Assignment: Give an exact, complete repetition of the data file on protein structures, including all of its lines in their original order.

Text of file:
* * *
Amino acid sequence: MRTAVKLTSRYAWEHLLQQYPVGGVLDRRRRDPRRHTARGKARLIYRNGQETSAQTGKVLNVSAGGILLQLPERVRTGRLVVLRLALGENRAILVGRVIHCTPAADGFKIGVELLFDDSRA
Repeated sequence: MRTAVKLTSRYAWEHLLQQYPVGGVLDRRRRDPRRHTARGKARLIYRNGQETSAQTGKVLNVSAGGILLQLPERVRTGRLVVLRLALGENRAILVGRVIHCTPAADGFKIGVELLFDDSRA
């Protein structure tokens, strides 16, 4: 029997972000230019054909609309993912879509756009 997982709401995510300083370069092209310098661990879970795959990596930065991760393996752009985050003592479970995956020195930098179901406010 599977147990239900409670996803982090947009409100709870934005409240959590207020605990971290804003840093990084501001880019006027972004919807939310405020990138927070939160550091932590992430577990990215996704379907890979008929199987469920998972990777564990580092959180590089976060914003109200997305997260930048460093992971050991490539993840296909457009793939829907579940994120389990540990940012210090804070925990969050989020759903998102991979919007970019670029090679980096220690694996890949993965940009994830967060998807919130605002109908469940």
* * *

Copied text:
Amino acid sequence: MRTAVKLTSRYAWEHLLQQYPVGGVLDRRRRDPRRHTARGKARLIYRNGQETSAQTGKVLNVSAGGILLQLPERVRTGRLVVLRLALGENRAILVGRVIHCTPAADGFKIGVELLFDDSRA
Repeated sequence: MRTAVKLTSRYAWEHLLQQYPVGGVLDRRRRDPRRHTARGKARLIYRNGQETSAQTGKVLNVSAGGILLQLPERVRTGRLVVLRLALGENRAILVGRVIHCTPAADGFKIGVELLFDDSRA
């Protein structure tokens, strides 16, 4: 029997972000230019054909609309993912879509756009 997982709401995510300083370069092209310098661990879970795959990596930065991760393996752009985050003592479970995956020195930098179901406010 599977147990239900409670996803982090947009409100709870934005409240959590207020605990971290804003840093990084501001880019006027972004919807939310405020990138927070939160550091932590992430577990990215996704379907890979008929199987469920998972990777564990580092959180590089976060914003109200997305997260930048460093992971050991490539993840296909457009793939829907579940994120389990540990940012210090804070925990969050989020759903998102991979919007970019670029090679980096220690694996890949993965940009994830967060998807919130605002109908469940």